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Where The Net Has Telecom On The Run


Not so long ago, Nobuaki Tanaka had to think twice before calling his daughter. She lives in Saitama, northwest of Tokyo, and the Tanaka family home is 500 km away, near Kyoto. The 56-year-old high school teacher typically racked up bills of $100 a month and worried about spending too much time on the phone. "It was just too expensive," says Tanaka.

Not anymore. Since signing up for an Internet phone last April, he chats with his daughter whenever he wants. These days he pays $40 a month for high-speed Net access from Yahoo! BB. Included in the fee is a phone link using voice over Internet protocol, or VoIP. Calls to others who have the service are free, and calls to regular phones cost a maximum of 7 cents for three minutes -- about a fifth of dominant carrier NTT's (NTT) peak rates.

It's enough to send shivers down the spine of a telecom exec. With its cutting-edge technology, Japan offers a window into what may be ahead for the rest of the world -- and that future looks mighty bleak for traditional phone companies. Voice calling is becoming just like e-mail or instant messaging -- an application that comes free with your broadband service. And if it's free, or nearly free, why not give it a try? Today, some 4.5 million people -- 95% of provider Softbank Corp.'s broadband customers -- use the Yahoo! BB voice service. By 2009, some 27 million Japanese households will have Net phones, predicts researcher Gartner Japan (IT).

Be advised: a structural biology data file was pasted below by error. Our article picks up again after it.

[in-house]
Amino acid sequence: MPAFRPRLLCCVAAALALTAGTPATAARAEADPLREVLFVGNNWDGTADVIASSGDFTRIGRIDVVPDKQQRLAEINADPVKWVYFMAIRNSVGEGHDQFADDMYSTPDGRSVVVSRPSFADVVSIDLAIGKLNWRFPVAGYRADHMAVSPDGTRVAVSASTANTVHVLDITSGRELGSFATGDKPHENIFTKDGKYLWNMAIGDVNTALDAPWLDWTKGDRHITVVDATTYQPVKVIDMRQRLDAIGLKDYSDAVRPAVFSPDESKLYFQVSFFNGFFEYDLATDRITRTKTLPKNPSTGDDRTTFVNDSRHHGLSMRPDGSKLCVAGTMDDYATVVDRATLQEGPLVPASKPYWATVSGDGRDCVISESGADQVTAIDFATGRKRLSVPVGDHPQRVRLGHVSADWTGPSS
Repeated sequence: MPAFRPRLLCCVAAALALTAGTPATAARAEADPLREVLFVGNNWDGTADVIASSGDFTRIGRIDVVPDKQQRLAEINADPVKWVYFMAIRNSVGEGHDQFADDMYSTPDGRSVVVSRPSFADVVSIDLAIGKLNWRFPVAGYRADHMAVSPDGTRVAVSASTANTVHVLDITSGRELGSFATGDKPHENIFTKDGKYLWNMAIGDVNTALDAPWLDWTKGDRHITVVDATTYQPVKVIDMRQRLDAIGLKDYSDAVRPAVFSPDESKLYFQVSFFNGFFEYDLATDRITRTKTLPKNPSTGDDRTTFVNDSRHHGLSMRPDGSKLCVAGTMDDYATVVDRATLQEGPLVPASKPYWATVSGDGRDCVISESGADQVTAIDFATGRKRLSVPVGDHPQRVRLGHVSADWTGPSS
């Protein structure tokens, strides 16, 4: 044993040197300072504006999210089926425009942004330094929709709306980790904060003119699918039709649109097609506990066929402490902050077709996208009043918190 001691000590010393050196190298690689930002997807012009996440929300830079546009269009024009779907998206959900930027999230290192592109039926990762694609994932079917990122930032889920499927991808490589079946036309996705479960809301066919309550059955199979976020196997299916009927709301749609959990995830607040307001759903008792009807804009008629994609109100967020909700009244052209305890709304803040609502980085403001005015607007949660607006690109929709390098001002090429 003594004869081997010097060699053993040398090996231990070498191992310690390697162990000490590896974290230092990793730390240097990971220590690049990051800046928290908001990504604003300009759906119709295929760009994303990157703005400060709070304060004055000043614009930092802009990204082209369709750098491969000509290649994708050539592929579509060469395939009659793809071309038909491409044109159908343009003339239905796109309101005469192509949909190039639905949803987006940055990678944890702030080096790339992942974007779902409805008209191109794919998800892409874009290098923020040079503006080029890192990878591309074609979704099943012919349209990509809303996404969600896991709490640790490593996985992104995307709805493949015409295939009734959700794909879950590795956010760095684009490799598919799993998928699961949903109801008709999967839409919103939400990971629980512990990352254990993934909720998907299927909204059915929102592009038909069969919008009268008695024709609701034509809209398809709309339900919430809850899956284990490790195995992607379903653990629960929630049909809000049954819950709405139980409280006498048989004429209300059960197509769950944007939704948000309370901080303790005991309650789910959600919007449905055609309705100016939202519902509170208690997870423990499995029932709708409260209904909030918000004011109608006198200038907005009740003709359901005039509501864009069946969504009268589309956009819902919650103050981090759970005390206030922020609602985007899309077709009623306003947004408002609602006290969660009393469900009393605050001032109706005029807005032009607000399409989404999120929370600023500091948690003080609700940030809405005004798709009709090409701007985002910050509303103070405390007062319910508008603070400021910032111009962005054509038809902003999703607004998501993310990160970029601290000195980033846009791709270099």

While other companies offer Net phone calls, credit for the speedy growth goes to one man: Masayoshi Son, president of Softbank. Until 2001, high-speed lines were available only from NTT. Then Son began offering broadband for about $22 a month -- just over half what NTT was charging. "Because of Son and Softbank, you pay much, much less for your broadband in Japan than anywhere else in the world," says Philip Sugai, a mobile marketing expert at International University of Japan in Niigata.

TURNING POINT

Early on, Softbank saw the potential of cheap phone calls. So in 2002, Yahoo! BB began including a free Net phone with its Internet service. "From the beginning our role was to stimulate the Japanese communications market," says Junichi Miyakawa, a Softbank director in charge of its phone division. Then, in October, 2003, the government created a special area code -- 050 -- for Internet protocol phones and mandated that NTT connect calls to them. "That was a turning point -- suddenly people could use their IP phone like a normal line," says Gartner analyst Kenshi Tazaki.

What's good for consumers hasn't done Softbank shareholders much good yet. For the year ended in March, Softbank posted a loss of $550 million -- its fourth straight year of red ink -- in part because of the billions it has spent on broadband development. This year, though, the high-speed unit is likely to show a profit of $276 million and push Softbank into the black, figures Deutsche Securities. Now, Softbank is trying to persuade broadband customers to add more profitable services. One hope is television, delivered via the same broadband lines. Last year, Softbank launched BBTV, which streams 24 TV channels for an extra $10 a month. There's also a video-rental service for $3 a film.

While Yahoo! BB is the giant in the market, it faces growing competition. Some 3.5 million homes receive broadband and IP phone service from rivals, including NTT, No. 2 cell-phone carrier KDDI Corp., and a host of regional players. And Yahoo! BB's broadband, delivered via DSL over copper wires, may soon be eclipsed by higher-speed fiber optic networks, with speeds of 100 megabits per second. Whoever ends up providing the service, Internet calling is going to keep folks like Tanaka and his daughter talking up a storm.

By Ian Rowley, with Hiroko Tashiro, in Tokyo


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